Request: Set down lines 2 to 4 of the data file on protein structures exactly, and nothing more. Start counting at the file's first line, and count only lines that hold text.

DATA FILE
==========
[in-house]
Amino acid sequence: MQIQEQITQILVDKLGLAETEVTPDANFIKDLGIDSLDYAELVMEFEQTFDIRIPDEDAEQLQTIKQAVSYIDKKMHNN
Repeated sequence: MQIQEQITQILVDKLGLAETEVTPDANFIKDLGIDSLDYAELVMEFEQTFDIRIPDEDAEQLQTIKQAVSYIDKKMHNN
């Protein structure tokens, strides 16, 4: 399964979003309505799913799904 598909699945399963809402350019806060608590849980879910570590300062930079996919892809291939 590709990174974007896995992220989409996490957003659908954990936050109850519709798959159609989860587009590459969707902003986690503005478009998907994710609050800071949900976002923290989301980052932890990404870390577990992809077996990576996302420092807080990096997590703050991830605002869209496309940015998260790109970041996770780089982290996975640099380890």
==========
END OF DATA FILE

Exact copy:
Amino acid sequence: MQIQEQITQILVDKLGLAETEVTPDANFIKDLGIDSLDYAELVMEFEQTFDIRIPDEDAEQLQTIKQAVSYIDKKMHNN
Repeated sequence: MQIQEQITQILVDKLGLAETEVTPDANFIKDLGIDSLDYAELVMEFEQTFDIRIPDEDAEQLQTIKQAVSYIDKKMHNN
């Protein structure tokens, strides 16, 4: 399964979003309505799913799904 598909699945399963809402350019806060608590849980879910570590300062930079996919892809291939 590709990174974007896995992220989409996490957003659908954990936050109850519709798959159609989860587009590459969707902003986690503005478009998907994710609050800071949900976002923290989301980052932890990404870390577990992809077996990576996302420092807080990096997590703050991830605002869209496309940015998260790109970041996770780089982290996975640099380890």